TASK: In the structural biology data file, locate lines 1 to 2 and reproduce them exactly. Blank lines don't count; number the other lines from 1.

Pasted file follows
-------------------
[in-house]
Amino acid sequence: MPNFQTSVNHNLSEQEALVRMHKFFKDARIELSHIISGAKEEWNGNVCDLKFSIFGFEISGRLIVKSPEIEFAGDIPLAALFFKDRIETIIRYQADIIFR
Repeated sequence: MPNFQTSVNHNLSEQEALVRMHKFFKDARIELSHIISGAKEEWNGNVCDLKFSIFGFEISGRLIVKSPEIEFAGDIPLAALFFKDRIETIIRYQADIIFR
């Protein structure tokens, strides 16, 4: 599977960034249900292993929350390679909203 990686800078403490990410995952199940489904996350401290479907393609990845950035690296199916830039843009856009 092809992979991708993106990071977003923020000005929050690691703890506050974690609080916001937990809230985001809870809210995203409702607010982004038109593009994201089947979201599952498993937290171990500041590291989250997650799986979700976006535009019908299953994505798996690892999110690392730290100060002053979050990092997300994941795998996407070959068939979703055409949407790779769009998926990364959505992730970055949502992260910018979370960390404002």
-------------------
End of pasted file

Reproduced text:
[in-house]
Amino acid sequence: MPNFQTSVNHNLSEQEALVRMHKFFKDARIELSHIISGAKEEWNGNVCDLKFSIFGFEISGRLIVKSPEIEFAGDIPLAALFFKDRIETIIRYQADIIFR